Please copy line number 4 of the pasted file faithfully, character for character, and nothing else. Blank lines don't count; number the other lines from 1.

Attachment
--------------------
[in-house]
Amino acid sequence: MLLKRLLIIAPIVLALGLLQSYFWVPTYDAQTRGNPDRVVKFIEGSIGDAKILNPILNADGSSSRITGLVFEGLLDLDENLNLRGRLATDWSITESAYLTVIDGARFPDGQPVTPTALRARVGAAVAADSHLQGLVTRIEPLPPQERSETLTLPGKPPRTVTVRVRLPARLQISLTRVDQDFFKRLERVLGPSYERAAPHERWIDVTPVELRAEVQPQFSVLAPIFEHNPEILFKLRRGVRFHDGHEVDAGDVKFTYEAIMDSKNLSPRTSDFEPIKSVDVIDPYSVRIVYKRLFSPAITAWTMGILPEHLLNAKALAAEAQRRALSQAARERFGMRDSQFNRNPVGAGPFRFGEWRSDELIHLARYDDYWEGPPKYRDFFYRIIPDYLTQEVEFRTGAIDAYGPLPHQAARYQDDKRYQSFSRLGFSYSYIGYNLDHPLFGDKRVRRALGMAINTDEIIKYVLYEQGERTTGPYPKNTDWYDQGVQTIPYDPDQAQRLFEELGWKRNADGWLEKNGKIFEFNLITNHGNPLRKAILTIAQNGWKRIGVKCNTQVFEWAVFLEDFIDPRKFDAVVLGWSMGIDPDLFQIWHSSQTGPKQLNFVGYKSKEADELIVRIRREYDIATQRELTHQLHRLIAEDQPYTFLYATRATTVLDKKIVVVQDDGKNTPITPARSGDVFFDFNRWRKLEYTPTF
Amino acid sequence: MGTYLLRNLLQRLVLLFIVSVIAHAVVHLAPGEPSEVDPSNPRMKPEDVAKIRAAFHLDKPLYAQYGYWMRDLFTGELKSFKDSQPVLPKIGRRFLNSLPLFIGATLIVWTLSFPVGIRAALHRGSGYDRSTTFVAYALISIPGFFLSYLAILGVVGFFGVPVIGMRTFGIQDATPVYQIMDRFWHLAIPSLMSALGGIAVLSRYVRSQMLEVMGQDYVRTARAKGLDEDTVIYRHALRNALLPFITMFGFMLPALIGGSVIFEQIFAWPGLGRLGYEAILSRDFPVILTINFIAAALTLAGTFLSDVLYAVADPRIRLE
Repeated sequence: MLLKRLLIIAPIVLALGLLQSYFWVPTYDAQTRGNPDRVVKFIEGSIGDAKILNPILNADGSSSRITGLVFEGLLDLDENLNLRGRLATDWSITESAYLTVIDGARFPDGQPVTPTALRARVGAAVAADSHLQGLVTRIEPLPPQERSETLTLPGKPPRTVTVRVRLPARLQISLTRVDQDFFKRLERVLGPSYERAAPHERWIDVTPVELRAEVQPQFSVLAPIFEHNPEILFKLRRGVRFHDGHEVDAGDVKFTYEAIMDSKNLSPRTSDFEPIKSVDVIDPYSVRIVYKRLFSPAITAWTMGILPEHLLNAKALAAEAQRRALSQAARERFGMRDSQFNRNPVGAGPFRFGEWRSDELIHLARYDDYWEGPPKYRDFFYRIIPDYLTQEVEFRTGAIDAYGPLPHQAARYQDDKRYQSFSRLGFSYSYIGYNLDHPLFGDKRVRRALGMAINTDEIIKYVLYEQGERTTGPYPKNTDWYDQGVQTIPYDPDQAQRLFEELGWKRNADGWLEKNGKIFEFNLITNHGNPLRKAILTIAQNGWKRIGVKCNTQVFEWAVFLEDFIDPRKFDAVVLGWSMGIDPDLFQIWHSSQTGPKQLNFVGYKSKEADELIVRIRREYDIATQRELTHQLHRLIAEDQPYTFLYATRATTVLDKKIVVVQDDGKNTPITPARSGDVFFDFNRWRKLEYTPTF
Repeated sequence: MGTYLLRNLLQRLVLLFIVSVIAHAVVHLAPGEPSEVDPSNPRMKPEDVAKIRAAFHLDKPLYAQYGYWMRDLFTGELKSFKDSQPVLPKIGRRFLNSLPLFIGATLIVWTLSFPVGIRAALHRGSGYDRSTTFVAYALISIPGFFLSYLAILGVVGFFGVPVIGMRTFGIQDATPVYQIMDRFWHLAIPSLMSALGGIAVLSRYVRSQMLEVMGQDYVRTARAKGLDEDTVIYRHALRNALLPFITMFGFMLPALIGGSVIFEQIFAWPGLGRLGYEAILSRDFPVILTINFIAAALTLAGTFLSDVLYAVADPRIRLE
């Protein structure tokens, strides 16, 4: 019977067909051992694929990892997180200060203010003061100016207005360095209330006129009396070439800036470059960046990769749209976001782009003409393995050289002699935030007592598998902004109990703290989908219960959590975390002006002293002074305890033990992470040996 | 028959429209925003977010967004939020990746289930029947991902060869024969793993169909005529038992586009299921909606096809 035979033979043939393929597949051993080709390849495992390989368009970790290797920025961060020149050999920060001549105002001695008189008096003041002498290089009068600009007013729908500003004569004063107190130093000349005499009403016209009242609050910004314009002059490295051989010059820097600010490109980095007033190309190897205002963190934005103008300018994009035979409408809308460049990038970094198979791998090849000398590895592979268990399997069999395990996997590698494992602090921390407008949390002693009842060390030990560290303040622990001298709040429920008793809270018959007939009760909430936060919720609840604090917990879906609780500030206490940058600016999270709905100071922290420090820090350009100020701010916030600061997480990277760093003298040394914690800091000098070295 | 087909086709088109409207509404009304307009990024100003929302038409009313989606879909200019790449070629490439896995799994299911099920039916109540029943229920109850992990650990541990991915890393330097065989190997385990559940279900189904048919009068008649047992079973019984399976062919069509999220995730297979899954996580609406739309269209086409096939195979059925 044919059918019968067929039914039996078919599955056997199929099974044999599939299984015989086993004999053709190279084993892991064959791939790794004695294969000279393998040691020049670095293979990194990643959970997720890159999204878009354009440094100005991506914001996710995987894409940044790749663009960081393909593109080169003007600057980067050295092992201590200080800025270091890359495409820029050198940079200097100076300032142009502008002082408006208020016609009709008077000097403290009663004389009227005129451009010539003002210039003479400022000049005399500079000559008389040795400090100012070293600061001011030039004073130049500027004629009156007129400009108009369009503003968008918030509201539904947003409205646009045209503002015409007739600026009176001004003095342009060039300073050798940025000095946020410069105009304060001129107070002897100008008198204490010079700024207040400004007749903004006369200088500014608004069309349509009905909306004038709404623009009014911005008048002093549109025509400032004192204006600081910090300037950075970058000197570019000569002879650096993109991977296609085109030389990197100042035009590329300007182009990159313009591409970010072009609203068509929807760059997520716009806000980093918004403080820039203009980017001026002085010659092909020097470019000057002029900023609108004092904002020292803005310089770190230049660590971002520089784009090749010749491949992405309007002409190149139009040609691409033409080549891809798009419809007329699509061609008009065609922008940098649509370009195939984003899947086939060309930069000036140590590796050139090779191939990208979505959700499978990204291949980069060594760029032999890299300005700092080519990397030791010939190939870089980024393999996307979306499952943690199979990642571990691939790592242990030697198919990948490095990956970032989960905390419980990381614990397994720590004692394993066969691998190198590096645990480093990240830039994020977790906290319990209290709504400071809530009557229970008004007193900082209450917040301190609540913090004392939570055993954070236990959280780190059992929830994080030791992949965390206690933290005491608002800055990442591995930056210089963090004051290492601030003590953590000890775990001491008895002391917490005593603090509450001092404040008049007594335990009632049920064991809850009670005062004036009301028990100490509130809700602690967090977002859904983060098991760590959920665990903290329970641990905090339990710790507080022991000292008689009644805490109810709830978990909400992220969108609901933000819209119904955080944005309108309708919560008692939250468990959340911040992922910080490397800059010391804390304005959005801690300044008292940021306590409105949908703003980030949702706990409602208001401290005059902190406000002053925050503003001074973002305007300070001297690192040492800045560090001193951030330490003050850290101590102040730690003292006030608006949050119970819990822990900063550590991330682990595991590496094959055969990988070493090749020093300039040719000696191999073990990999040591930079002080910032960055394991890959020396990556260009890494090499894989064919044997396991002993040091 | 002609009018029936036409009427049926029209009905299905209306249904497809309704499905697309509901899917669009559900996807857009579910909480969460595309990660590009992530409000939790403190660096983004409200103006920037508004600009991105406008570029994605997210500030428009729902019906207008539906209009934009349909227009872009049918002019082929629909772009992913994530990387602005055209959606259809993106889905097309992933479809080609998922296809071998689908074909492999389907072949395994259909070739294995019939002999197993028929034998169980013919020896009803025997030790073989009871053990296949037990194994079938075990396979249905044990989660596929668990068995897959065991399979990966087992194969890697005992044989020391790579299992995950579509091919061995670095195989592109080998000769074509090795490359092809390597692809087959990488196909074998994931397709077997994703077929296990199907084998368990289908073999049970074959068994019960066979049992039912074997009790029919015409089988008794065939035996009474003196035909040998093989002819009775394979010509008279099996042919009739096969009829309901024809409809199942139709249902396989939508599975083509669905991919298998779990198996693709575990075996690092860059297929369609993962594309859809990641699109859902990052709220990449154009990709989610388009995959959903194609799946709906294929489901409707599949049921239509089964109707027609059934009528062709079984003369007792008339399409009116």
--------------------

Repeated sequence: MLLKRLLIIAPIVLALGLLQSYFWVPTYDAQTRGNPDRVVKFIEGSIGDAKILNPILNADGSSSRITGLVFEGLLDLDENLNLRGRLATDWSITESAYLTVIDGARFPDGQPVTPTALRARVGAAVAADSHLQGLVTRIEPLPPQERSETLTLPGKPPRTVTVRVRLPARLQISLTRVDQDFFKRLERVLGPSYERAAPHERWIDVTPVELRAEVQPQFSVLAPIFEHNPEILFKLRRGVRFHDGHEVDAGDVKFTYEAIMDSKNLSPRTSDFEPIKSVDVIDPYSVRIVYKRLFSPAITAWTMGILPEHLLNAKALAAEAQRRALSQAARERFGMRDSQFNRNPVGAGPFRFGEWRSDELIHLARYDDYWEGPPKYRDFFYRIIPDYLTQEVEFRTGAIDAYGPLPHQAARYQDDKRYQSFSRLGFSYSYIGYNLDHPLFGDKRVRRALGMAINTDEIIKYVLYEQGERTTGPYPKNTDWYDQGVQTIPYDPDQAQRLFEELGWKRNADGWLEKNGKIFEFNLITNHGNPLRKAILTIAQNGWKRIGVKCNTQVFEWAVFLEDFIDPRKFDAVVLGWSMGIDPDLFQIWHSSQTGPKQLNFVGYKSKEADELIVRIRREYDIATQRELTHQLHRLIAEDQPYTFLYATRATTVLDKKIVVVQDDGKNTPITPARSGDVFFDFNRWRKLEYTPTF